Appearing at the Mines and Money London conference this week, billionaire Robert Friedland told delegates that two months of violent demonstrations have made Chile a “terrible place to invest in mining, while [the Democratic Republic of] Congo is a really great place”.
Mr Friedland said the state of civil unrest – the worst violence the country has witnessed since the 17-year-long military dictatorship of Augusto Pinochet, which ended in 1990 – should prompt analysts to reconsider the discount rates given to the South American nation.
Country risk in the DRC by comparison, is “far lower than assumed”.
While the DRC is still recovering from a protracted economic and social slump following a series of conflicts which broke out in the 1990s, Mr Friedland said he is confident the region will regain its glory.
Key to that process is rising global copper demands, which could potentially be met from planned DRC developments such as Ivanhoe’s mega Kamoa-Kakula project worth around $14.7 billion.
Mr Friedland gave delegates an insight into future copper demand, predicting the rise of electric vehicles would be a huge opportunity for his company, the mining industry and investors.
“Copper demand is going to be psychedelic!” he said.
An “exponential rise in demand” will be fuelled by EV production and sales which are expected to increase from 2 million units in 2018 to 21 million units by 2030.
“The average petrol engine vehicle requires 20 kilograms of copper, a hybrid 40kg, and a plug-in EV 109kg, while the cars of the future will need as much as 163kg of the metal,” he explained.
Along with the wider uptake of EVs, a boom in consumer electronics, increased use of renewable energy sources and energy efficiency – coupled with the need for battery storage solutions – will also require significant amounts of copper.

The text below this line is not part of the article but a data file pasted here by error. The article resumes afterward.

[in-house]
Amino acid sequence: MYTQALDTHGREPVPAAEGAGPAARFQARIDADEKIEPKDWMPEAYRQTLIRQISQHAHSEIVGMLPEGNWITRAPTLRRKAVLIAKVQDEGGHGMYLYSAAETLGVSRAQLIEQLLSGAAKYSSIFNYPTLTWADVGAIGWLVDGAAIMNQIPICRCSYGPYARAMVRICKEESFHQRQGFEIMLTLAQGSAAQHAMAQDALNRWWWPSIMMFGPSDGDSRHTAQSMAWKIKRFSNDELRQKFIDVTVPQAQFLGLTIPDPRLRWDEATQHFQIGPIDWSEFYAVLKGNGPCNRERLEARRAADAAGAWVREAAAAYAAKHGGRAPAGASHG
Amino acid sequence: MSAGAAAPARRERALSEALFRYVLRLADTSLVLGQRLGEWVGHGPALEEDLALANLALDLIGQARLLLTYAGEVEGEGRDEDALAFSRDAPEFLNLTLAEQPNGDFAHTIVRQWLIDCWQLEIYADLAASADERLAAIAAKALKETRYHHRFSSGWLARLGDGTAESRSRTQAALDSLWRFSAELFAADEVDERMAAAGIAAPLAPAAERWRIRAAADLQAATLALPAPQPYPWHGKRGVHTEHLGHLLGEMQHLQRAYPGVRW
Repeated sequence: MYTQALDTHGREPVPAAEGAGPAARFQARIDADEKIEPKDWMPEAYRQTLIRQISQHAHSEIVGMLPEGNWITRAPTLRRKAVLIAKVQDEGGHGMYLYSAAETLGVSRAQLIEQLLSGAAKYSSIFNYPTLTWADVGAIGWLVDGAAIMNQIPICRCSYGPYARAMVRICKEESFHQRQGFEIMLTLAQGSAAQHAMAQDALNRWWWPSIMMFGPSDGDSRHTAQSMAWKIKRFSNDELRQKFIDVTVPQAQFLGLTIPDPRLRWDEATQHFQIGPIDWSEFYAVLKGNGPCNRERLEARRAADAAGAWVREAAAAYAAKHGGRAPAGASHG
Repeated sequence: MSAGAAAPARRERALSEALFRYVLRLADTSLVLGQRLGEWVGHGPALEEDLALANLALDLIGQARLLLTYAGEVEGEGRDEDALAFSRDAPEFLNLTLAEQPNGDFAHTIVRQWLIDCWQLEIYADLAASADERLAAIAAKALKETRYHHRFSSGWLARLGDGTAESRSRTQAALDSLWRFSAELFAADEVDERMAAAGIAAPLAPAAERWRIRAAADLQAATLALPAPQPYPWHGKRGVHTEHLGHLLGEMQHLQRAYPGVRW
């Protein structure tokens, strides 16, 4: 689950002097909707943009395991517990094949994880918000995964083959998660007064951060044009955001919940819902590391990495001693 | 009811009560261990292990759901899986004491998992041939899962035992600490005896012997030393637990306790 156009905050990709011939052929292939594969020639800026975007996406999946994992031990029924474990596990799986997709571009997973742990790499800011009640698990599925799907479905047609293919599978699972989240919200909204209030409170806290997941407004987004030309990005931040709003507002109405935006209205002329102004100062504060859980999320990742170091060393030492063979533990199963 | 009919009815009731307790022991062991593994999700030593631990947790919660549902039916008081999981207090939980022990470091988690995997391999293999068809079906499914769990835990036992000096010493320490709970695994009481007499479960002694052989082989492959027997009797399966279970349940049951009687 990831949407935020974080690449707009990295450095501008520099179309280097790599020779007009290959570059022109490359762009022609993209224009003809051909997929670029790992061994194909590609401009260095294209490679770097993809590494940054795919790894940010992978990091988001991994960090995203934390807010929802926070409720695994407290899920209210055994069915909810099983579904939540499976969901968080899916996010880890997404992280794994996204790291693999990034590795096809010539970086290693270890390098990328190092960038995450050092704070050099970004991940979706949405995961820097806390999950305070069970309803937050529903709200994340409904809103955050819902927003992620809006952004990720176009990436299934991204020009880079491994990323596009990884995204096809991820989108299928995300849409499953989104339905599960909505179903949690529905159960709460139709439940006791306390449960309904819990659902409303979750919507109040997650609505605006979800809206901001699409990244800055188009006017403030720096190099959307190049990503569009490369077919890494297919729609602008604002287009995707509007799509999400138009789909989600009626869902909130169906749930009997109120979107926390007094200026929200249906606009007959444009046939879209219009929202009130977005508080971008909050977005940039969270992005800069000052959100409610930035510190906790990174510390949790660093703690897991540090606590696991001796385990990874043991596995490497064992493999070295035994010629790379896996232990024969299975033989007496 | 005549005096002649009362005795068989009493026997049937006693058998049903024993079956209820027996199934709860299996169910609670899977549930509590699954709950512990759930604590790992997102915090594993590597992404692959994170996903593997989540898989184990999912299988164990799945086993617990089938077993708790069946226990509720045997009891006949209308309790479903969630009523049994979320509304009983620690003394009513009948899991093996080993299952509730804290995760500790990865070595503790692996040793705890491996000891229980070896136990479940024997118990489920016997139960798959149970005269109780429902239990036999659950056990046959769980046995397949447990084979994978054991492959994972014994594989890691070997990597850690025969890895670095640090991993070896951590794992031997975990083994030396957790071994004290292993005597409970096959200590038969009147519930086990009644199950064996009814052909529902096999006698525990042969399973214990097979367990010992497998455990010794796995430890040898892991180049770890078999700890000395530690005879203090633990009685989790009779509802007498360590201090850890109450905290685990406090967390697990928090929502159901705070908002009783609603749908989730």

The rise of copper will herald “the revenge of the miners”.
“Copper is rare and hard to find, but without it we don’t have a modern world,” he said.
“Lithium-ion batteries are made out of copper so when we start moving fully to electric vehicles, we’re going to need a telescope to actually see the copper price … the industrial revolution starts in 2023 and it just builds for the rest of the decade.”
In 2017, BHP Group (ASX: BHP) – which has looked closely at EV-related demand – estimated an average battery-powered EV would contain 80kg of copper split between the engine (the largest share), the battery and the wiring harness.
It forecast that by 2035, there could be 140 million EVs on the road (or 8% of the global fleet) and manufacturers could require 8.5 million tonnes a year of additional copper, or about a third extra on top of current total global copper demand.
The DRC is likely to be the main source of many of the minerals needed for EVs and batteries, with analysts calling it the “Saudi Arabia of the EV boom”, in reference to the kingdom’s role in oil markets.
Largest copper discovery
Mr Friedland has a long history of finding and developing lucrative mineral deposits.
Having helped discover two of the world’s largest mines – the Oyu Tolgoi copper-and-gold mine in Mongolia’s Gobi Desert and the Voisey’s Bay nickel deposit in Canada – he now believes he may have found a third at the untapped Kamoa-Kakula deposit.